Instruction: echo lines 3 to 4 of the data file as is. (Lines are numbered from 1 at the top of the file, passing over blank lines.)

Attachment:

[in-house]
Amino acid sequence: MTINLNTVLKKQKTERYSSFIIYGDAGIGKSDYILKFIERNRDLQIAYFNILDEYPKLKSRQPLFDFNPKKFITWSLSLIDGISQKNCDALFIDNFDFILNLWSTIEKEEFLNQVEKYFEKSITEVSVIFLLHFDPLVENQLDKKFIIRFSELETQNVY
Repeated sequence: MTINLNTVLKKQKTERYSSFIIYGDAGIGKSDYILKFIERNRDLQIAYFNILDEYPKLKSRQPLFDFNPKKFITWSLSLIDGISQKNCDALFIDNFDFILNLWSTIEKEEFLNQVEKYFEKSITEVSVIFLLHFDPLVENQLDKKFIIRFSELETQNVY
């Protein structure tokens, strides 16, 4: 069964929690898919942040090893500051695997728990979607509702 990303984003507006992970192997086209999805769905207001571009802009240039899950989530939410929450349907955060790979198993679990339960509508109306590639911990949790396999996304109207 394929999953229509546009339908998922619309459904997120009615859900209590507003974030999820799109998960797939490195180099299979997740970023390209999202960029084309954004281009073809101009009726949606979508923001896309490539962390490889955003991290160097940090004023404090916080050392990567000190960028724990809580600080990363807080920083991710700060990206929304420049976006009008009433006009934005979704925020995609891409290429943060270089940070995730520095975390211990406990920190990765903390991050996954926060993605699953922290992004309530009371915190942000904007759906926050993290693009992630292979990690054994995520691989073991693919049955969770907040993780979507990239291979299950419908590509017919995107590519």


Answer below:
Repeated sequence: MTINLNTVLKKQKTERYSSFIIYGDAGIGKSDYILKFIERNRDLQIAYFNILDEYPKLKSRQPLFDFNPKKFITWSLSLIDGISQKNCDALFIDNFDFILNLWSTIEKEEFLNQVEKYFEKSITEVSVIFLLHFDPLVENQLDKKFIIRFSELETQNVY
């Protein structure tokens, strides 16, 4: 069964929690898919942040090893500051695997728990979607509702 990303984003507006992970192997086209999805769905207001571009802009240039899950989530939410929450349907955060790979198993679990339960509508109306590639911990949790396999996304109207 394929999953229509546009339908998922619309459904997120009615859900209590507003974030999820799109998960797939490195180099299979997740970023390209999202960029084309954004281009073809101009009726949606979508923001896309490539962390490889955003991290160097940090004023404090916080050392990567000190960028724990809580600080990363807080920083991710700060990206929304420049976006009008009433006009934005979704925020995609891409290429943060270089940070995730520095975390211990406990920190990765903390991050996954926060993605699953922290992004309530009371915190942000904007759906926050993290693009992630292979990690054994995520691989073991693919049955969770907040993780979507990239291979299950419908590509017919995107590519």